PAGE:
Friday, June 29, 2012

A few high level thoughts for church music leaders

Church music leadership is not complicated, but it is tricky and requires due consideration. Here are a couple of thoughts that I try and keep in my mind as I prepare and lead.

Pick music with intentionality - not just in terms of subject matter (very important!), but also keep in mind the “shape” of the service - lead off with exuberant music to engage and excite, and gradually taper down to more contemplative songs to focus into prayer and the word. For example - Your Grace is Enough, Your Love Makes Me Sing, God of Wonders, Amazing Grace. In terms of intensity - High, Med-High, Med-Low, Low.

Don’t feel like you have to introduce or explain the music - if you have chosen well, it speaks for itself. Invite the congregation into worship and get going! Then taper or dovetail the songs together - doesn’t mean they all have to be in the same key (although that helps), but don’t let a lot of time sag between each song - jump right in - and don’t feel like it has to be a long intro - just make sure you have set the key and go.

It is critical to understand that over-performing can distract, but under-committing can lose engagement. Stay focused on what you are there to do - worship the Lord and lead others into worship - you are not responsible for their commitment to worship, but you are responsible for demonstrating a proper attitude as an example. Don’t get so wrapped up in your own worship that your expression and movement is inward focused, nor should you get so caught up in exhorting that you become a parody.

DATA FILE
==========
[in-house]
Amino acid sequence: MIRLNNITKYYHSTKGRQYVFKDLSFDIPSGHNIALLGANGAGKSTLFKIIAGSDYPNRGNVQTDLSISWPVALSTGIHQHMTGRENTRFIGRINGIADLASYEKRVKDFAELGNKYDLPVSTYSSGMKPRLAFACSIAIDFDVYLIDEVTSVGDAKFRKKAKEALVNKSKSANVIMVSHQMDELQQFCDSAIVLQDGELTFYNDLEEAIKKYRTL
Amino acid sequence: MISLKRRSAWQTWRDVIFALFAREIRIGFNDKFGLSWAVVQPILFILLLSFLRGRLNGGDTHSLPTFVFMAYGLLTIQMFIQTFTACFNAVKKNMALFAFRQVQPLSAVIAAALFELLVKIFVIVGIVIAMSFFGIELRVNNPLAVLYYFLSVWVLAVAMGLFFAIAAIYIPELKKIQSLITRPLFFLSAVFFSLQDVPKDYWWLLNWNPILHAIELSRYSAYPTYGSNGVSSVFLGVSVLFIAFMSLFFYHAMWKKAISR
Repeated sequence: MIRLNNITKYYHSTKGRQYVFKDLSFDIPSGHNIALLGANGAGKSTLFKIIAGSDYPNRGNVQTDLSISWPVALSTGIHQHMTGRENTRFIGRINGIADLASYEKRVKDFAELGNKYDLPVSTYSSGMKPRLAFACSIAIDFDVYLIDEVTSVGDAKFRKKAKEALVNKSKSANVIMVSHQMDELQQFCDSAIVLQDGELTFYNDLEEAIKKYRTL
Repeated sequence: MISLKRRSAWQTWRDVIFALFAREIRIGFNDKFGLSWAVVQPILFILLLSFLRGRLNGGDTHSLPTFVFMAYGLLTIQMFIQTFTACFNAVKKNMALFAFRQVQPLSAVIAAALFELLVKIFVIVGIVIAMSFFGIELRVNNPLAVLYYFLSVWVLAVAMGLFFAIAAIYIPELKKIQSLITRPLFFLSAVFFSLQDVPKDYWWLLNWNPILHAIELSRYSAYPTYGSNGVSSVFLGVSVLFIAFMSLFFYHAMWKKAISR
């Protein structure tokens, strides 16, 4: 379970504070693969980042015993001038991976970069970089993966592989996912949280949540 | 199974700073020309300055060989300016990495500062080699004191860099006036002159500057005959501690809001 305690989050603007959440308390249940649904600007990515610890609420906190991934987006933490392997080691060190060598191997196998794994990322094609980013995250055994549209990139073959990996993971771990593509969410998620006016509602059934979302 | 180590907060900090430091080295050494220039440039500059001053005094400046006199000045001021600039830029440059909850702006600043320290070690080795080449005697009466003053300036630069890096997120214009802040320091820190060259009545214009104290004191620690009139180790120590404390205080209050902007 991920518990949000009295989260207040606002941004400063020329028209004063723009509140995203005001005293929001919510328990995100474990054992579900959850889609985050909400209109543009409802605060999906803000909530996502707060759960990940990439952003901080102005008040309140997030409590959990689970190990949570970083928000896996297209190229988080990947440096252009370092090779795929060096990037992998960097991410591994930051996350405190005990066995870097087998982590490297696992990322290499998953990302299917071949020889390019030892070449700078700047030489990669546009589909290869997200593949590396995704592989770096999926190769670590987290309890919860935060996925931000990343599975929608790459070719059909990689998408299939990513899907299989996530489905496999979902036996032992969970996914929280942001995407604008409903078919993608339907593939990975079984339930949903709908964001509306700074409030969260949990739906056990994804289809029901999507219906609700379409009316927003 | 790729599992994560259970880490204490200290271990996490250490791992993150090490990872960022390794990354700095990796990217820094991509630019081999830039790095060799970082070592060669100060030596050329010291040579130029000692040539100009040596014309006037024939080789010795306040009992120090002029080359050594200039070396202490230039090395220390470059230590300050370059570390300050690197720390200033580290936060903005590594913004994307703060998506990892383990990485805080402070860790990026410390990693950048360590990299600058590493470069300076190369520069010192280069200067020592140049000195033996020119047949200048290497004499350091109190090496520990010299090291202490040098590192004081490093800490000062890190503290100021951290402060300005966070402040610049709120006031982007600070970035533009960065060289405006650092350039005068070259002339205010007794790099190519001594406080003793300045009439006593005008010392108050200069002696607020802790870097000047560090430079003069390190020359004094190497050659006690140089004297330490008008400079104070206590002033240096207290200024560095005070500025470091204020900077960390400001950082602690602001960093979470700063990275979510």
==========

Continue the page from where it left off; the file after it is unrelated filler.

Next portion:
Sound level and quality is an important component, too - whether you are solo leading or if you have a small or large ensemble - the idea is to have the sound robust enough to match the size group you are leading. Too soft and you lose the congregation, too loud and you overwhelm them. It is important to never override the vocals with the instruments - the text sets the context of worship - don’t lose them!

In terms of song selection, don’t feel like you have to introduce a bunch of new songs frequently. In fact, it is best to have a large group of familiar songs in the repertoire (traditional as well as more contemporary - also in medium range keys), in order to most effectively engage the larger group. Introduce news songs sparingly and very intentionally - songs that will have enduring meaning and “engagability”.

It is important not to over-complicate. Simple, direct and accessible worship is honoring to God and pleasing to Him, as well. Worshiping in spirit and truth is achievable by simply and effectively aligning the intentions and activities of praise with the proclamation of the Word and the unity of the Spirit. We don’t have to force engagement, but we do have a responsibility to encourage it.

Hope this is helpful and richest blessings in Christ!

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